Rig count for the week ended July 31, 2015
The total number of rigs actively drilling for oil or natural gas in the United States declined this week to 874, down two from last week. The number of rigs drilling for oil increased again this week, while the number looking for gas slipped for a second week in a row, based on information from Baker Hughes (ticker: BHI).
The number of rigs drilling for oil rose to 664 this week, the highest they have been since May 15, 2015. Rigs drilling for natural gas sank to 209 total rigs from 216 last week. On a state-by-state basis, Kansas saw the most drastic change in rig counts, losing 4 over the course of the week. New Mexico saw the largest gains in rig count, adding three to its total.
The rig count in Canada continued to climb this week, 15 rigs added to the country’s total. The higher number of rigs in Canada reflects higher demand due to the country’s drilling season.
Prices take a tumble, but production may have already rolled over
Oil prices fell after making small gains earlier this week on the news of more oil rigs, reaching a multi-month low. More rigs have many worried that production may continue to outpace global demand amid a crude oil supply glut.
“It’s just one more thing that adds to that bearish feel to the market,” Vice President of Research and analysis at Mobius Risk Group John Saucer told The Wall Street Journal. Production “has really overwhelmed demand, even though demand is up,” he said.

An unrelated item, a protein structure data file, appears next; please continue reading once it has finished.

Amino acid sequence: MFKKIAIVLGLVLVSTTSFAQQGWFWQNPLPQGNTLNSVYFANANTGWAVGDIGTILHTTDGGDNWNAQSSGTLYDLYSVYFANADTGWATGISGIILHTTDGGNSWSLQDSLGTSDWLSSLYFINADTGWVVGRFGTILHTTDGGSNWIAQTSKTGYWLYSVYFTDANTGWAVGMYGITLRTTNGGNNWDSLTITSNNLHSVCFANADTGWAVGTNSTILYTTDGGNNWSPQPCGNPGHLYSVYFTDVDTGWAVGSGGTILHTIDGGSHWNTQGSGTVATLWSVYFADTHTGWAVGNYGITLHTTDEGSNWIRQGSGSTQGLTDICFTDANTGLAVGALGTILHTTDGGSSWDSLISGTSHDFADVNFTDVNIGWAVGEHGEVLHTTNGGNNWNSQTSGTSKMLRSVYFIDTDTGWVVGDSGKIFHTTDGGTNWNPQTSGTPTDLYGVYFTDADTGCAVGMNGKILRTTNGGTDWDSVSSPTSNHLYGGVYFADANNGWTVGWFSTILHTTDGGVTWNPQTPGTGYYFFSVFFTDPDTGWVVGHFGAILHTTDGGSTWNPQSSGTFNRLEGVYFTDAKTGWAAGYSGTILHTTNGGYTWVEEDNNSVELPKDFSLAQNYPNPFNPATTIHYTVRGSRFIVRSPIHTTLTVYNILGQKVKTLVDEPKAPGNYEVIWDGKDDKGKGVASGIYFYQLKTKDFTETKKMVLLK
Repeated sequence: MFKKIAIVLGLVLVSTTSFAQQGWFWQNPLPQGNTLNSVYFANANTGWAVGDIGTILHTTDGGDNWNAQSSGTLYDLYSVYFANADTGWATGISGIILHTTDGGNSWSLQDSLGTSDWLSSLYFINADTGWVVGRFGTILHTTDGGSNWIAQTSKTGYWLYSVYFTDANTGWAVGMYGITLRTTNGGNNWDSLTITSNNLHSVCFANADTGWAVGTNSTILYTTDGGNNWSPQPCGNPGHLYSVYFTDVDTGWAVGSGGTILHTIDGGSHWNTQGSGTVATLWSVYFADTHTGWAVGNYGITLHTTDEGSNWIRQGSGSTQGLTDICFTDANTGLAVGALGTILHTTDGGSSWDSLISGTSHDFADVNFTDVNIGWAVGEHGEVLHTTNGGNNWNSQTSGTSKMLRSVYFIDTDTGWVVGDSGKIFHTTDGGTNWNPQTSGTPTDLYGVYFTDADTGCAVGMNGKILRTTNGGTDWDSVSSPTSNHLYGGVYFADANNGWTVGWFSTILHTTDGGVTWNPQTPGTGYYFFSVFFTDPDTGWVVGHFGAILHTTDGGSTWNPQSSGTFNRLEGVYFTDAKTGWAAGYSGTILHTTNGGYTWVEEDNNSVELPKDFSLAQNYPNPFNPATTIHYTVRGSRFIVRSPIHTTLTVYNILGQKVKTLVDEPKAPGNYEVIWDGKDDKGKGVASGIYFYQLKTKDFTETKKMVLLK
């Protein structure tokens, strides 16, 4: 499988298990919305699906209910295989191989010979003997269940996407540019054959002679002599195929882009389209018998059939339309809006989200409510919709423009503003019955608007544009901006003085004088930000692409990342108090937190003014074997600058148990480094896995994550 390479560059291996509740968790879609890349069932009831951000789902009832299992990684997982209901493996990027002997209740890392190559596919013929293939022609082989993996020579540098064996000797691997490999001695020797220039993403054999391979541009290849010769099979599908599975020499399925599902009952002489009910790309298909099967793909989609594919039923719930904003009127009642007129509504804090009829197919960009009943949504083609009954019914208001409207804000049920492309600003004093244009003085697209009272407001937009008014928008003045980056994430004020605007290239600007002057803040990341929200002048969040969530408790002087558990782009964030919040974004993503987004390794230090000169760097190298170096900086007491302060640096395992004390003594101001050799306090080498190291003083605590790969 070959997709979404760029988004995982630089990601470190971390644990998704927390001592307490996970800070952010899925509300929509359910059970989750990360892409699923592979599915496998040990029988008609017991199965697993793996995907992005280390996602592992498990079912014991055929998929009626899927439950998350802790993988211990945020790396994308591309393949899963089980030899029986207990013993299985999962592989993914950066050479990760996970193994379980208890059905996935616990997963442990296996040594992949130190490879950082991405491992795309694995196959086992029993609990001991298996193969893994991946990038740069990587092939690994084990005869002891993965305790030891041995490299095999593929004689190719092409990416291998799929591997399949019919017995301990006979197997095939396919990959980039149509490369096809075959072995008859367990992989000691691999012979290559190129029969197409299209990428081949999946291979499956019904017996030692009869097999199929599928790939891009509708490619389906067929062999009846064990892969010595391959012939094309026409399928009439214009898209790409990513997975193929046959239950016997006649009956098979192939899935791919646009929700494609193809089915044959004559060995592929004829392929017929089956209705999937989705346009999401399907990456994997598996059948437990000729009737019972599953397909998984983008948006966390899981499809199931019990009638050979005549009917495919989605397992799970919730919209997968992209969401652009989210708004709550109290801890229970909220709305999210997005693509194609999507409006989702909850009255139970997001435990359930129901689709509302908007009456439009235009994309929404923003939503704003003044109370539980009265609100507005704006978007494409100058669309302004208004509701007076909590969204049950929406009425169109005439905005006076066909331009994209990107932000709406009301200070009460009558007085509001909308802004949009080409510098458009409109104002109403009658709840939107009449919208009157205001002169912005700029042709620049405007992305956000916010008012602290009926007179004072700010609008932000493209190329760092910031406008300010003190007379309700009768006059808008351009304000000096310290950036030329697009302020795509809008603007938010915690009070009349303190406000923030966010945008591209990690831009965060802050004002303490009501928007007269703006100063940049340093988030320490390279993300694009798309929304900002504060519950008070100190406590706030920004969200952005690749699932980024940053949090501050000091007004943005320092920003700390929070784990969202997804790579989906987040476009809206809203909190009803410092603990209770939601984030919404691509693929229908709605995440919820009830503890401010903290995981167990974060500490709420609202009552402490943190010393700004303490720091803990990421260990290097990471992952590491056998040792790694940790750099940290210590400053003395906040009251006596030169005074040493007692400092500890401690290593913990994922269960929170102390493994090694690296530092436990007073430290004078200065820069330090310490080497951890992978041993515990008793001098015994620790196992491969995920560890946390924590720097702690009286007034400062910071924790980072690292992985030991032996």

News of the added rigs overshadowed signs that U.S. production may be on the decline. The Energy Information Administration (EIA) released data this afternoon showing U.S. production hit a 44-year high of nearly 9.7 MMBOPD in March, but has declined to 9.5 MMBOPD since then.
This follows estimates made by Raymond James earlier this month that predicted more accurate numbers from the EIA would show a production rollover in March. The EIA uses a plug number to balance missing production. While that number likely stems from chronic underreporting of demand, the EIA’s data in recent months suggests the administration has been overstating supply.
“Put simply,” said a note from Raymond James, this “says U.S. oil supply is already rolling over … if we add back the EIA plug number to the recently reported weekly supply data [then] U.S. oil supply probably started rolling over in March.” The note goes on to say that declines in production will likely continue for the rest of 2015.